How to kickstart your kids’ investing

Congratulations, you are now a seasoned investor. You have been saving for years and now have a sizeable portfolio. You want the same for your kids. But that brings along many questions, like…

  • How do you get them to catch the investing bug?
  • What type of account should they open first?
  • What if they do not yet earn enough to make sizeable contributions?

When my kids (ages 10, 9, 2, and baby) are old enough, the first account I will encourage them to open is a… (drumroll please…)

Roth IRA: starting early & starting small

Obviously, the correct answer to “when should I start saving?” is “as soon as possible!” But sometimes we get the wrong idea of just how soon that really is. I know it seems like common sense, but remember that saving something is better than saving nothing – even if only a dollar a month! It may not get you very far, but good habits start small.

The Roth IRA, in particular, is built to reward those who keep this in mind. Because Roth contributions are made after taxes, these accounts are best used by those who:

  1. Are in a low tax bracket; and
  2. Have time for their investments to compound.

Both of which are almost certainly true of your young starving artist or Ramen-powered post-grad. Your child’s temporarily low tax bracket will make for big savings over the life of the account, and will allow them to make the maximum contribution (currently set at $6,000/year) should they have the means to do so.

In case you aren’t convinced, consider an example. On the one hand, we have a Roth IRA that is opened when the accountholder is 25 years old, with a starting balance of only $1000 and annual contributions well below the limit. On the other, one opened with a more respectable $10,000 when the accountholder is 45, and with maximum annual contributions.

Assuming retirement at 65, annual returns of 7%, blah blah blah and so on, here is how those two accounts will approximately end up:

Yep – once again, slow and steady wins the race! While your kid may not see the proverbial tortoise as a fun role model, this is some pretty good evidence that that old fable is onto something.

Flexibility for the Future

Roths are primarily intended for retirement savings, of course, and so some restrictions apply.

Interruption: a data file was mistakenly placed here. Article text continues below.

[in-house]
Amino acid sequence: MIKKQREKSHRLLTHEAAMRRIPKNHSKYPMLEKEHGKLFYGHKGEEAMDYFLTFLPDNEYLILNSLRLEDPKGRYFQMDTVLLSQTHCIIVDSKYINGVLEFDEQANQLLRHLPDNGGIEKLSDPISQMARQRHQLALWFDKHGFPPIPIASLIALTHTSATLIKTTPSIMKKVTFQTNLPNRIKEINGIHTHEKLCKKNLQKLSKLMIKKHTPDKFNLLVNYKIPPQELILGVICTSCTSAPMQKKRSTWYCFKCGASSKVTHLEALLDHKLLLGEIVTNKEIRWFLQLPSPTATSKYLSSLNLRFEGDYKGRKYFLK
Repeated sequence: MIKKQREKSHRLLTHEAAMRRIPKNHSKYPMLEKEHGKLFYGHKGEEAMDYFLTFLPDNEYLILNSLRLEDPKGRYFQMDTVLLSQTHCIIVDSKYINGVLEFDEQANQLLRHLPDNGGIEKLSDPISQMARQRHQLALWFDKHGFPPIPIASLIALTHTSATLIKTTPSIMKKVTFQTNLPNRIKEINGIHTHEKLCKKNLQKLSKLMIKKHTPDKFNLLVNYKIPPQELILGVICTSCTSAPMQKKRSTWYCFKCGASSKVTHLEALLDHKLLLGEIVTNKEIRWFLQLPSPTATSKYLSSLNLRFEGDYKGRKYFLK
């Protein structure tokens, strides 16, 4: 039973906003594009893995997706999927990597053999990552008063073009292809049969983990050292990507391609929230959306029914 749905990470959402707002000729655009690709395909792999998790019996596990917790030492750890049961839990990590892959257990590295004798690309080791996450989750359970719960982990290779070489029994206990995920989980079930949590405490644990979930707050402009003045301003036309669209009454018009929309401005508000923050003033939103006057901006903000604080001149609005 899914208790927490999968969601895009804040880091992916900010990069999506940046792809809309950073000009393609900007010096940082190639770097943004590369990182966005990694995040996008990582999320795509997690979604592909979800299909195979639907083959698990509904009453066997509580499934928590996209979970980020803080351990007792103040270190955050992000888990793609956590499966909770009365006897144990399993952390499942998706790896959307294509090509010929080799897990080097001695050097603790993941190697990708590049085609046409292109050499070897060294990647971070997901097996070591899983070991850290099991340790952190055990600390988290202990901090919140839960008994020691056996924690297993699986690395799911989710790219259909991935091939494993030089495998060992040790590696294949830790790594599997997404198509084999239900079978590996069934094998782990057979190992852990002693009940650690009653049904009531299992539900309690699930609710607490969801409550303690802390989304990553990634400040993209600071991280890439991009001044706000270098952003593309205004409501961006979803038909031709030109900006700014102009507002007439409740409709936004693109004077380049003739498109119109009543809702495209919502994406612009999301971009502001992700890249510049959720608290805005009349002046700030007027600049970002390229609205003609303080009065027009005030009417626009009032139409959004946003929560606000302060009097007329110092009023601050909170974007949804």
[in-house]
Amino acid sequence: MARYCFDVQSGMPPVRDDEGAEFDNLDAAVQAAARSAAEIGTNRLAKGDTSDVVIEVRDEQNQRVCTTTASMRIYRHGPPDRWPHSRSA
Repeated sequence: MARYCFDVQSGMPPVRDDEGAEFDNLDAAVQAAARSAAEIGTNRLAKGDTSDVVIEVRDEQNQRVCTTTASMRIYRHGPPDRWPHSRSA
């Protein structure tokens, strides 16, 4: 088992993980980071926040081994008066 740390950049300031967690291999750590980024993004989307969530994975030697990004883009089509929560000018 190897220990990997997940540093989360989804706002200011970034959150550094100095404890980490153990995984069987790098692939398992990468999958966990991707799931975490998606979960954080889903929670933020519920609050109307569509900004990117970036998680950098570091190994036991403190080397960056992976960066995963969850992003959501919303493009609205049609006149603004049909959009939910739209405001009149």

1. You may only contribute $6,000/yr or 100% of earned income – whichever is less
  2. You may not contribute if your AGI is over $144k ($214k if married) in 2022
  3. Your investment gains may not be withdrawn until:
    1. You are 59 ½ or older; and
    2. The account has been open & funded for at least 5 years.

For a youngster, waiting until 59 ½ is like… in the future, dude! And locking away money for that long may seem unnecessarily limiting. BUT the good news is that the principal (contributions) made to a Roth are always 100% tax- and penalty-free, regardless of age.

I would not recommend pulling from Roth before retirement, but if your young adult is concerned about leaving her options open, a Roth will allow her to save in a tax-wise manner without feeling so trapped.

Another bonus: if your child earns very little right now and cannot afford to save money, but you still want them to get a head start on investing principles, you can gift money for him or her to invest in a Roth!

Yes, Rule #1 above states that contributions may not exceed earned income; but this does not mean parents are unable to pitch in. Rather, the IRS rule only requires that the amount contributed may not exceed the amount the account owner (your child) earned in taxable wages/commissions/etc.

So as far as the IRS is concerned, her Roth contributions were made with her earned income, while the cash gift you gave her was used to cover living expenses. And they are fine with that. After all, nowhere in the tax code does it say that a Roth holder must live on earned income alone.  

In Conclusion (with a caveat)

As always, there are exceptions. If your child will be going to school next year and will be applying for FAFSA they will need to focus on reducing their reportable income to $7,040 (in 2022) or less if they are to maximize their student aid – in which case the before-tax contributions of a traditional IRA may be preferable.

But all else being equal, the long time horizon and low tax bracket of youth is a great recipe for Roth success.